Brazil is the largest consumer of agrichemicals in the world, with agrichemical sales there hitting $11 billion last year, according to crop protection news website Agrow, but its patent system still has to be developed if innovative firms aiming for an adequate return on their investment are to receive the appropriate patent protection.
Agrichemical-related inventions in general were always considered patentable in Brazil but some aspects were not under the former IP statute (Law # 5,772/71). In particular, Article 9 (b) of that statute established that substances, matters or products obtained by chemical means or processes were not patentable.
However, Brazil is one of the signatories of the World Trade Organization’s Trade-Related Aspects of IP Rights Agreement (TRIPS), which came into force on January 1, 1995. Therefore, when the current IP statute was enacted in 1996 and came into force on May 14, 1997, it encompassed all the minimum standards of protection set out in the TRIPS agreement, including the rule that patents should be granted for any inventions, whether products or processes, in all fields of technology without discrimination (Article 27.1).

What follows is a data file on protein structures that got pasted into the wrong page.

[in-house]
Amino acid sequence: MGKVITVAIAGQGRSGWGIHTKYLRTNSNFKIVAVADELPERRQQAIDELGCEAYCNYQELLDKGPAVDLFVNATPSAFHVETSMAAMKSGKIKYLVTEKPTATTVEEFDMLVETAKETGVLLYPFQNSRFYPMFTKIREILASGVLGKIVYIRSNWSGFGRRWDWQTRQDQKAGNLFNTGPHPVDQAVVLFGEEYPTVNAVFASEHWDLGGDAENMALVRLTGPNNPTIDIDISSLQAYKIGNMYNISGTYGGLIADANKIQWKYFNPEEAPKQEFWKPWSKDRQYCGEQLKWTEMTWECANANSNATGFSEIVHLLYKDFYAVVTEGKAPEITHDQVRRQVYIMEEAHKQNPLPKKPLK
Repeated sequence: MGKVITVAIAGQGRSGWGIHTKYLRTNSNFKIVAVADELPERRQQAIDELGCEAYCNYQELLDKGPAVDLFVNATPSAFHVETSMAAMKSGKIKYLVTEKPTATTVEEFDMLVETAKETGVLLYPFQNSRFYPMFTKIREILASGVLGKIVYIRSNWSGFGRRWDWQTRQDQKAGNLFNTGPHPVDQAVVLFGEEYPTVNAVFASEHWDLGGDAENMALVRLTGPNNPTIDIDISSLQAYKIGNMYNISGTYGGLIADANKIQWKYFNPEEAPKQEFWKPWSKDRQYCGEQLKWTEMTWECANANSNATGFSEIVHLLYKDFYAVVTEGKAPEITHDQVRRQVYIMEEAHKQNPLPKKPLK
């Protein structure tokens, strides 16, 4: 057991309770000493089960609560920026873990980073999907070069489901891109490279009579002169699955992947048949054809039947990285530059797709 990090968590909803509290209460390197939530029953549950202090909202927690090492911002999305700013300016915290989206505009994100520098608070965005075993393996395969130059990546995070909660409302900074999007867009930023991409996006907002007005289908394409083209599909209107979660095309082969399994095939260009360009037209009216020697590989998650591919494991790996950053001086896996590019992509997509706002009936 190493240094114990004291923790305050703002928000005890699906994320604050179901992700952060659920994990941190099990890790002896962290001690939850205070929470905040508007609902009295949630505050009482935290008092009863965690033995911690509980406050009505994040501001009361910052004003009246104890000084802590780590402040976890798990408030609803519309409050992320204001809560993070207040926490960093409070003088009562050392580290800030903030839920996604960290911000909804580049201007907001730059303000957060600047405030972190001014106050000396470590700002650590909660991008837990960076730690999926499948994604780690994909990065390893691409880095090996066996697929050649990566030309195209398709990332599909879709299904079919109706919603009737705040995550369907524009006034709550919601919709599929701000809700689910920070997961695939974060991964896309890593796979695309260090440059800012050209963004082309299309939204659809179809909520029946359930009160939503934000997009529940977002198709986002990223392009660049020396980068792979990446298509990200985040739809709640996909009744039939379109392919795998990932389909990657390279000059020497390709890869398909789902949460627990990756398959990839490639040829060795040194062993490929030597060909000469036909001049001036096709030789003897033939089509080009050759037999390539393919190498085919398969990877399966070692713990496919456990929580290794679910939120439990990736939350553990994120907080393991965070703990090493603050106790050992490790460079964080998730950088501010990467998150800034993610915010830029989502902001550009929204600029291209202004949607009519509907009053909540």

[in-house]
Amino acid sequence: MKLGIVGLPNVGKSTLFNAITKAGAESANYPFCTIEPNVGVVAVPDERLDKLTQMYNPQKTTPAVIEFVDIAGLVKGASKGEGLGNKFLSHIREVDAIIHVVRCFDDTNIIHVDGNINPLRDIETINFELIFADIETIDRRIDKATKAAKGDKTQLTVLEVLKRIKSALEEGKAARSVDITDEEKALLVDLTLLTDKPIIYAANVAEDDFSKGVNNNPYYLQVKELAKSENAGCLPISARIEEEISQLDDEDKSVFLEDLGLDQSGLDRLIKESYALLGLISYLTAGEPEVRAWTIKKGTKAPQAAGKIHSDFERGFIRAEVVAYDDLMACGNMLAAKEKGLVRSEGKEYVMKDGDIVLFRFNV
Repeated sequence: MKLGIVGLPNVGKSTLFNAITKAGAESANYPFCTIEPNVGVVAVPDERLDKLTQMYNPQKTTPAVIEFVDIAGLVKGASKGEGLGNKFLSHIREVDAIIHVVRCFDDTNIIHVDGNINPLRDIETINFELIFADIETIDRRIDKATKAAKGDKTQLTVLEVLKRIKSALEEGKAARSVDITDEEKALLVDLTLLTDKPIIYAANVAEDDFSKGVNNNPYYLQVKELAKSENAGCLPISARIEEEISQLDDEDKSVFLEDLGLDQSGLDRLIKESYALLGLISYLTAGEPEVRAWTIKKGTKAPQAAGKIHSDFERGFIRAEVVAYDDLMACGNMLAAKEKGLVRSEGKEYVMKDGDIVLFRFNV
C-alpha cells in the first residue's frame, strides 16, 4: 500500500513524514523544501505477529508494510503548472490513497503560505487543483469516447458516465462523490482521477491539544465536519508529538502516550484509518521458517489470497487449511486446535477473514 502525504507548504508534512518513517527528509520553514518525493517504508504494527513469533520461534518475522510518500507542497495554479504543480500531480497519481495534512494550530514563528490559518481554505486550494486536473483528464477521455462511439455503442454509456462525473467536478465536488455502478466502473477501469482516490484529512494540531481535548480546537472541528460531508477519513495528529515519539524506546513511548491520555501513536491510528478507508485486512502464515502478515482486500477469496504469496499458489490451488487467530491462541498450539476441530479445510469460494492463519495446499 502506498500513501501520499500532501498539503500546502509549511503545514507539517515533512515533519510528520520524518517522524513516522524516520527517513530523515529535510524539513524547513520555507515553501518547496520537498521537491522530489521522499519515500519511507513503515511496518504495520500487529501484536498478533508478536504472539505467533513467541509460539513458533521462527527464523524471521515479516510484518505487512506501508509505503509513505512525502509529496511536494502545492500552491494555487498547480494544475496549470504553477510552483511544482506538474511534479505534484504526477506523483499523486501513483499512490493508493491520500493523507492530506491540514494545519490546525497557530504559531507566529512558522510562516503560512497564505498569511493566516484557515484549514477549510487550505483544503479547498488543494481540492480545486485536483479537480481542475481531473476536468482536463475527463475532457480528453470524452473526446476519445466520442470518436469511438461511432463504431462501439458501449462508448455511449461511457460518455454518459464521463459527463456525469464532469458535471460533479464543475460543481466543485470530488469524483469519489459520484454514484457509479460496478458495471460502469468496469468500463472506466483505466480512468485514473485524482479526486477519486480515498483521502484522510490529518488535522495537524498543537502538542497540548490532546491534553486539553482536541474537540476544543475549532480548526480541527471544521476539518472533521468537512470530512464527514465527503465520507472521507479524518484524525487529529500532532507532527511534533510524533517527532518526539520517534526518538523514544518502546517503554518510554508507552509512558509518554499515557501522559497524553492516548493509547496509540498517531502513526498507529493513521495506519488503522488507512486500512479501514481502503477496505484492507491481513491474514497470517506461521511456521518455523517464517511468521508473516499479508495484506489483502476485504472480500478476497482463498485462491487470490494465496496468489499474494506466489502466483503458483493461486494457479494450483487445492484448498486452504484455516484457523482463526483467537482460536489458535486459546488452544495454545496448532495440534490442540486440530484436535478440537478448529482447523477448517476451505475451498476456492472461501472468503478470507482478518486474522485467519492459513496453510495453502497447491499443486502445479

As a result, when the current IP statute (Law # 9,279/96, Patent Statute) came into force in May 1997, (except for Articles 230, 231, 232 and 239, which came into force on the date of the publication of the Patent Statute on May 14, 1996), agrichemical-related inventions covering substances, matters or products obtained by chemical means or processes were considered liable for protection as the Patent Statute allowed patent protection in all fields of technology in accordance with the TRIPS agreement.
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agrichemical, patents protection, TRIPS, INPI